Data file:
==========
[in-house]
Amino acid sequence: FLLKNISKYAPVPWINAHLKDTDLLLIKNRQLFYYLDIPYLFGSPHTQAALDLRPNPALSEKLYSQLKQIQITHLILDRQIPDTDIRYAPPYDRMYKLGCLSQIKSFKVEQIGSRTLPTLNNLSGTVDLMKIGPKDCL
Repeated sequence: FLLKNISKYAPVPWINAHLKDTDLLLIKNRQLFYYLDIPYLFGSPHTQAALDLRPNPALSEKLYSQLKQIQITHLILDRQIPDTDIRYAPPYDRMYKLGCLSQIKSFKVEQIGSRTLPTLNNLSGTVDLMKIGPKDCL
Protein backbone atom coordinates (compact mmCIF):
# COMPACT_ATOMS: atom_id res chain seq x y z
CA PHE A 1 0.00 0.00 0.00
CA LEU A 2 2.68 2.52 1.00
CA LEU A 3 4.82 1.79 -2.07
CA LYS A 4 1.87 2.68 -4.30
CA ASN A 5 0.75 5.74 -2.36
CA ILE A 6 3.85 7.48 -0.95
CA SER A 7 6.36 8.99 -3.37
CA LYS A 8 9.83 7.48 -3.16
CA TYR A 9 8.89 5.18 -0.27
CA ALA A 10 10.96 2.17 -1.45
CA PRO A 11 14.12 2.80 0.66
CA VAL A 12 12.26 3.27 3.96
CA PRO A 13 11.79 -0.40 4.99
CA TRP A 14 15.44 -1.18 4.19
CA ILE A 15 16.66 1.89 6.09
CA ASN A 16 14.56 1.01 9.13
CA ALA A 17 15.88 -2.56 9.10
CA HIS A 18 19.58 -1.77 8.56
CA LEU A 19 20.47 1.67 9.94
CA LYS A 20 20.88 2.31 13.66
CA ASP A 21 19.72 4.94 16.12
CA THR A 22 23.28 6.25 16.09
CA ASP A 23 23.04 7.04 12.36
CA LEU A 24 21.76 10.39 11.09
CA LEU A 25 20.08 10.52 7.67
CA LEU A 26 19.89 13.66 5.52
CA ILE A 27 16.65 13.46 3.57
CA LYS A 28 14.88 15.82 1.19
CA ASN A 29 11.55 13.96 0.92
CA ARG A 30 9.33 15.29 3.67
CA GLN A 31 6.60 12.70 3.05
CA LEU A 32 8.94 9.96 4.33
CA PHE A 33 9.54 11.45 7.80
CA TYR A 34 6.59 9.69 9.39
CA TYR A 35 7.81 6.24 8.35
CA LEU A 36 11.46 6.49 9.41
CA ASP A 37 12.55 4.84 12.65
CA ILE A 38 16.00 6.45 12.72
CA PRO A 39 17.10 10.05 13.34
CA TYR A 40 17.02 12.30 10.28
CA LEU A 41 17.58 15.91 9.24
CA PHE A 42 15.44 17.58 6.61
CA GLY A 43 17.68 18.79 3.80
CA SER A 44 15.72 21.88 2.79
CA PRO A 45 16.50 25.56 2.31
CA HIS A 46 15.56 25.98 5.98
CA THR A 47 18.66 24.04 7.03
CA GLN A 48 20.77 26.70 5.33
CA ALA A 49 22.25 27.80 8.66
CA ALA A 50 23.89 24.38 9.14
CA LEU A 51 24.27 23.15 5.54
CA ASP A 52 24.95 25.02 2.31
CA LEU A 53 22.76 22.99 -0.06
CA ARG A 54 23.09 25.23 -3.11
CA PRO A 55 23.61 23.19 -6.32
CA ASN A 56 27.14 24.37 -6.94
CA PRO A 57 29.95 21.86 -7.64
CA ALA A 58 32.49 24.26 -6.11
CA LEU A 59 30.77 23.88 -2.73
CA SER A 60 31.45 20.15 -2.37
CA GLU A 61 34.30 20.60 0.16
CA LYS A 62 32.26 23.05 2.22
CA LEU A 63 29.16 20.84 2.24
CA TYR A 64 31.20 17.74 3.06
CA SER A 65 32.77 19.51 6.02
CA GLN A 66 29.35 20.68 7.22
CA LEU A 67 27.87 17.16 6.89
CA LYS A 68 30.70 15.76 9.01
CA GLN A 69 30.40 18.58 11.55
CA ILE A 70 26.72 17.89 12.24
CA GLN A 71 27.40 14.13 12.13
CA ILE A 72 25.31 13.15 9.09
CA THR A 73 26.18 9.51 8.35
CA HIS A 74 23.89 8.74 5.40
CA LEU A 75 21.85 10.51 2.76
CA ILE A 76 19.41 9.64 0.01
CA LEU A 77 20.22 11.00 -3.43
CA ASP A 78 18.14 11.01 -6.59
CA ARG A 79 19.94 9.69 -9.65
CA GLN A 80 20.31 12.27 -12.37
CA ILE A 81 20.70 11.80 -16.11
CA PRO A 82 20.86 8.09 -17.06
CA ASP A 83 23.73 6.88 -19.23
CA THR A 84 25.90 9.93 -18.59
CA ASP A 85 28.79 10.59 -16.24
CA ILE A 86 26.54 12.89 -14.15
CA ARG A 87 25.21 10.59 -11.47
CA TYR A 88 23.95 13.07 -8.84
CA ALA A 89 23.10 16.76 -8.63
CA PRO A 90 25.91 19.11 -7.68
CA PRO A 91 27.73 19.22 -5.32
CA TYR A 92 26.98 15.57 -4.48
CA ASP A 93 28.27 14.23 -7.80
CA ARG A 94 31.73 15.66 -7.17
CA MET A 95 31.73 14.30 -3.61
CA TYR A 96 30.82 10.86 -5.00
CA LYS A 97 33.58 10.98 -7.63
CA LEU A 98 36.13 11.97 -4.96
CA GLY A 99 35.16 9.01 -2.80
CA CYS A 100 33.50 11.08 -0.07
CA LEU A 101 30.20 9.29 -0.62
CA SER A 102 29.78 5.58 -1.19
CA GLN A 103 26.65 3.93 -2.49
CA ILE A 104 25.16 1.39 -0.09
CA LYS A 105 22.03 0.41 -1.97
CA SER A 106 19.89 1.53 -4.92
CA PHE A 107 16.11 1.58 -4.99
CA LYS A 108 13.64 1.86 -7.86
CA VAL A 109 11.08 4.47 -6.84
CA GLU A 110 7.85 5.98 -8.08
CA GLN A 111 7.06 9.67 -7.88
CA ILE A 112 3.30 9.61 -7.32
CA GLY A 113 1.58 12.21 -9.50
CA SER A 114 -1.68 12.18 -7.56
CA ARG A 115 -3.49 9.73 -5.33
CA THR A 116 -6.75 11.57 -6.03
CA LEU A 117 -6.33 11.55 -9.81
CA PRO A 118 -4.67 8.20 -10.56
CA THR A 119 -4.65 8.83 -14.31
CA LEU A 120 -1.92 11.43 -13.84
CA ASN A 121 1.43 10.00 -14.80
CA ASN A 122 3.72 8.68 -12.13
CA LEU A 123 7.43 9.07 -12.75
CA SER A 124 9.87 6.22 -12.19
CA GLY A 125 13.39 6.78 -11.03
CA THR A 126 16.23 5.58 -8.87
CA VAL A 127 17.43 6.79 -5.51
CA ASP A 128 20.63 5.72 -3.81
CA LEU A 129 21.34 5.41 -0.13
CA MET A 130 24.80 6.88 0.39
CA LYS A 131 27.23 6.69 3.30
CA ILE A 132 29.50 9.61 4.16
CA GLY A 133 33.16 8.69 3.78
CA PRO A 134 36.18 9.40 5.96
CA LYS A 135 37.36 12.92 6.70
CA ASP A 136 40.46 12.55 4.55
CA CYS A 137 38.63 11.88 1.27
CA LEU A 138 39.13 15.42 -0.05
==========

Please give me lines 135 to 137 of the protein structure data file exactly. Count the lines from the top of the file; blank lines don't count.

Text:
CA MET A 130 24.80 6.88 0.39
CA LYS A 131 27.23 6.69 3.30
CA ILE A 132 29.50 9.61 4.16